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21 Super Facts About the Denver Broncos

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Getty Images

The Broncos are a team whose history has more ups and downs than the Rocky Mountain skyline. This Super Bowl Sunday, they will be making their eighth appearance on the NFL’s biggest stage. Before kickoff, let’s all take a quick look at the wild world of Denver football.    

1. Founded as an American Football League club on August 14, 1959, the Broncos participated in the AFL’s first regular season game, beating the Boston Patriots 13-10 in 1960.

2. Financial woes forced the young team to spend its first two seasons wearing hand-me-down uniforms from an All-Star college game. Yellow and brown with vertically striped socks, the hideous duds were destroyed in an organized bonfire during the 1962 off-season.

3. Gene Mingo—professional football's first African-American placekicker—was a Bronco from 1960 to 1964.

4. North Platte, Nebraska, celebrated the Cornhusker State’s 100th anniversary by inviting the Broncos over to serve as their “home” team in a special 1967 exhibition game against the Oakland Raiders.

5. Playing football a mile above sea level has some interesting effects on the ball itself. At Denver’s altitude, kickoffs usually go about 10 percent farther than they do in other NFL cities. Unsurprisingly, three out of the four longest field goals in league history took place there. Among these is the all-time record-holder, a 64-yard kick made by Denver’s Matt Prater against the Tennessee Titans in 2013. How much Denver’s thinner air contributes to longer field goals is a topic of much debate among football fans, given that accuracy is still paramount.

6. Number 18 was retired by the Broncos in 1963 to honor the club’s original quarterback, Frank Tripucka. But once Peyton Manning came to town in 2012, it was promptly un-retired (with Tripucka’s blessing) on the former Colt’s behalf.

Peyton Manning

7.  “Birmingham Broncos” sure has a nice ring to it. When Colorado taxpayers voted against a proposal that would grant $250,000 for a stadium expansion in the late 1960s, the team’s ownership considered moving the franchise to Alabama. A grassroots campaign raised the necessary funds from private contributors.

8. Who was the first male cheerleader in Denver Broncos history? Robin Williams. At a 1979 home win, the actor showed up in boots and a glittering mini-skirt. With pom-poms waving, Williams rallied 74,000 fans as Mork—his extraterrestrial character on ABC’s popular sitcom Mork & Mindy. Fourteen days later, footage from the stunt appeared in a season two episode.

NFL Films

9. Once a coveted Major League Baseball prospect, legendary Broncos QB John Elway spent the summer of 1982 as the right fielder for a New York Yankees farm team in Oneonta, New York. Over 42 games there, he put up a .318 batting average. Not bad.

10. Denver’s current mayor is an ex-Broncos mascot. In the 1980s, the NFL decided to come out with a series of characters, called Huddles, that represented each team. Denver’s anthropomorphic pony was played by 17-year-old Michael Hancock; he was paid $25 per game.

Denver Mayor Michael Hancock

11. Elway’s come-from-behind victory in the 1986-'87 AFC championship game—a.k.a. “The Drive”—is one of the greatest wins in franchise history. That day, the visiting Broncos beat the Cleveland Browns, whose fans had tried to keep Denver’s players awake the night before by driving around the squad’s hotel and honking.

12. On January 28, 1990, the orange and blue lost the single most lopsided Super Bowl ever played, nabbing just 10 points to San Francisco’s 55. “The 49ers did what every expert said they would do: dominate us,” Broncos head coach Dan Reeves said.

13. Historically, the big game has been a mixed bag for Denver. They have won two, but the team has also lost a league-high five Super Bowls, by a cumulative score of 206-58.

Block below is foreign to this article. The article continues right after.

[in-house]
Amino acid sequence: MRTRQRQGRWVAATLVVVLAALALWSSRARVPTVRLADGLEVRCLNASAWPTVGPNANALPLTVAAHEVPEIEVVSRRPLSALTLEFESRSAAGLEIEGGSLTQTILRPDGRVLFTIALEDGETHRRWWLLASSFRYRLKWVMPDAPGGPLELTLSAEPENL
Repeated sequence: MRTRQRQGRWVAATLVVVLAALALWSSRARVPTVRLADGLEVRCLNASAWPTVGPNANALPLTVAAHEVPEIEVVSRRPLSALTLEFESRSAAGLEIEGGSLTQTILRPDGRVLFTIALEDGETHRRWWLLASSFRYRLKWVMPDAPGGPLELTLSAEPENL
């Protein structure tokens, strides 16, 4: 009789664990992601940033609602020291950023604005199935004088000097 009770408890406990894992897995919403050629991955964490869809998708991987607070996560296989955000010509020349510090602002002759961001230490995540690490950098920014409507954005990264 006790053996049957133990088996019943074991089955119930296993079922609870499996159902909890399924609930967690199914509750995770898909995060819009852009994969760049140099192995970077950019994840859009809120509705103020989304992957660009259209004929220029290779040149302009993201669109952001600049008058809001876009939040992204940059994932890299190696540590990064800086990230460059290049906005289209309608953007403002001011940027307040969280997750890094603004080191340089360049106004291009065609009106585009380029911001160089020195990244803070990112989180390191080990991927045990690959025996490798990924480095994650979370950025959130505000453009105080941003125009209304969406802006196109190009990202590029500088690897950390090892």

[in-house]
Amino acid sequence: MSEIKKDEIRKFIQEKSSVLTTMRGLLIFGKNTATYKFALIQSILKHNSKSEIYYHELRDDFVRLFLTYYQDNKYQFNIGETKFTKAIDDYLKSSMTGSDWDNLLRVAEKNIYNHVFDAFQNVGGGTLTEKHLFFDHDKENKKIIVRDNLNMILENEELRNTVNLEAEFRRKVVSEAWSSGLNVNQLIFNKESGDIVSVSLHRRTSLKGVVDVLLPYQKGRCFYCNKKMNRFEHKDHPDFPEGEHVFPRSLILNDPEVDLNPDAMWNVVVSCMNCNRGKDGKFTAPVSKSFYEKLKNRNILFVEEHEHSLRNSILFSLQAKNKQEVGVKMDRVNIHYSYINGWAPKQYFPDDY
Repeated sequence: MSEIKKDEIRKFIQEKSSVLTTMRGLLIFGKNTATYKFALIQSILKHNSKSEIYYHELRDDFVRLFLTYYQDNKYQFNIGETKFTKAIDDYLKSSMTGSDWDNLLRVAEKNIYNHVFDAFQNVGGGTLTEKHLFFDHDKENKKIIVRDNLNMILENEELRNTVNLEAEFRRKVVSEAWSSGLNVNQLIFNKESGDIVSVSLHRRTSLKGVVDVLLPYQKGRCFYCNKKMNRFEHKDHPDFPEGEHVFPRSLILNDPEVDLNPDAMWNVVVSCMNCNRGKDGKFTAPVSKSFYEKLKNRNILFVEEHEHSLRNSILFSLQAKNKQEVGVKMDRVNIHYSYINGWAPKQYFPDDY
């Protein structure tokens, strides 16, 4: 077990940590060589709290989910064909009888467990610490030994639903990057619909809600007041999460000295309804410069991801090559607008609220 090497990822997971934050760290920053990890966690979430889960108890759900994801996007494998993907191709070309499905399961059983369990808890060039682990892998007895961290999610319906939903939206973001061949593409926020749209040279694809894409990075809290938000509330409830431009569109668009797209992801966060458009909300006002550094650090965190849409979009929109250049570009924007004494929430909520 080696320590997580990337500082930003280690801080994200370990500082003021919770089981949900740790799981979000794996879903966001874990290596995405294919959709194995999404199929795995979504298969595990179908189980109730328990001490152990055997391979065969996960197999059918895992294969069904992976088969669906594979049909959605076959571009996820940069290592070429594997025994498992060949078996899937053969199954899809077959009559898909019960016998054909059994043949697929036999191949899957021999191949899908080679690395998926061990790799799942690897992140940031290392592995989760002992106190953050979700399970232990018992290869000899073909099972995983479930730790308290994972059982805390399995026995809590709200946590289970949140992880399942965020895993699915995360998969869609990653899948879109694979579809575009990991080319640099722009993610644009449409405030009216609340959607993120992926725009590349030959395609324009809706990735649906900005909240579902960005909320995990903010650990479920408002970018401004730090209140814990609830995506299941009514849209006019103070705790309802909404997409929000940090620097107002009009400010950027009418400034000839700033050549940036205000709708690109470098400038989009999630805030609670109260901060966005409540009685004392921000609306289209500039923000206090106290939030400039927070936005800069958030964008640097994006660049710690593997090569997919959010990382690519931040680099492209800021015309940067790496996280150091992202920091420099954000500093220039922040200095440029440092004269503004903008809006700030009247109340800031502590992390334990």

14. At first, fans didn’t take kindly to the team’s present horse head logo. After the emblem was unveiled in 1997, somebody drove past the Broncos’ training facilities and fired paintballs at it.

15. Super Bowl XXXII MVP Terrell Davis was temporarily blinded by a migraine headache during the game. “I couldn’t see a thing,” he said. “Nothing.” Undaunted, coach Mike Shanahan sent his sightless running back out onto the field, where Elway faked the ball to him before jogging into the end zone for a touchdown. That night, Denver finally claimed its first world championship—though Davis had to miss most of the second quarter.    

16. Along with Brett Favre, Peyton Manning of the Broncos is one of only two NFL quarterbacks who’ve managed to beat all 32 teams.

17. Between 1977 and 2007, super-fan Tim “the Barrel Man” McKernan attended every single home game while wearing nothing but boots, suspenders, a cowboy hat, and an orange barrel. 

Broncos Die-Hards (With an Eagles Fan).

18. Long before the NFL came knocking, running back Ronnie Hillman played youth football in a Los Angeles league owned and operated by Snoop Dogg.

19. Super Bowl XLVIII was a gut-wrenching nightmare for Bronco fanciers, with the Seattle Seahawks smashing the team 43-8. On a positive note, wide receiver Demaryius Thomas set a record for most Super Bowl receptions, with 13 catches.

20. South Park creators Trey Parker and Matt Stone are both die-hard Broncos fans. Three years ago, the pair offered John Elway a free ticket to see their hit musical The Book of Mormon when it opened in Denver, only to discover that he’d already watched it on Broadway. Apparently, the Duke of Denver gave them a rave review.

21. By dismantling the Atlanta Falcons in 1999, Elway—who was 38 at the time—became the oldest starting quarterback to ever win a Super Bowl. Now the vice president of Denver football operations, he’ll be watching 39-year-old Manning try to break his record on Sunday. 

All images courtesy of Getty Images

Warsaw Museum of Sport and Tourism
The POW Olympics of World War II
Warsaw Museum of Sport and Tourism
Warsaw Museum of Sport and Tourism

With the outbreak of World War II prompting a somber and divisive mood across the globe, it seemed impossible civility could be introduced in time for the 1940 Olympic Games in Tokyo, Japan to be held.

So they weren’t. Neither were the 1944 Games, which were scheduled for London. But one Polish Prisoner of War camp was determined to keep the tradition alive. The Woldenberg Olympics were made up entirely of war captives who wanted—and needed—to feel a sense of camaraderie and normalcy in their most desperate hours.

In a 2004 NBC mini-documentary that aired during their broadcast of the Games, it was reported that Polish officers under German control in the Oflag II-C camp wanted to maintain their physical conditioning as a tribute to Polish athlete Janusz Kusocinski. Unlike another Polish POW camp that held unofficial Games under a veil of secrecy in 1940, the guards of Woldenberg allowed the ’44 event to proceed with the provision that no fencing, archery, javelin, or pole-vaulting competitions took place. (Perhaps the temptation to impale their captors would have proven too much for the men.)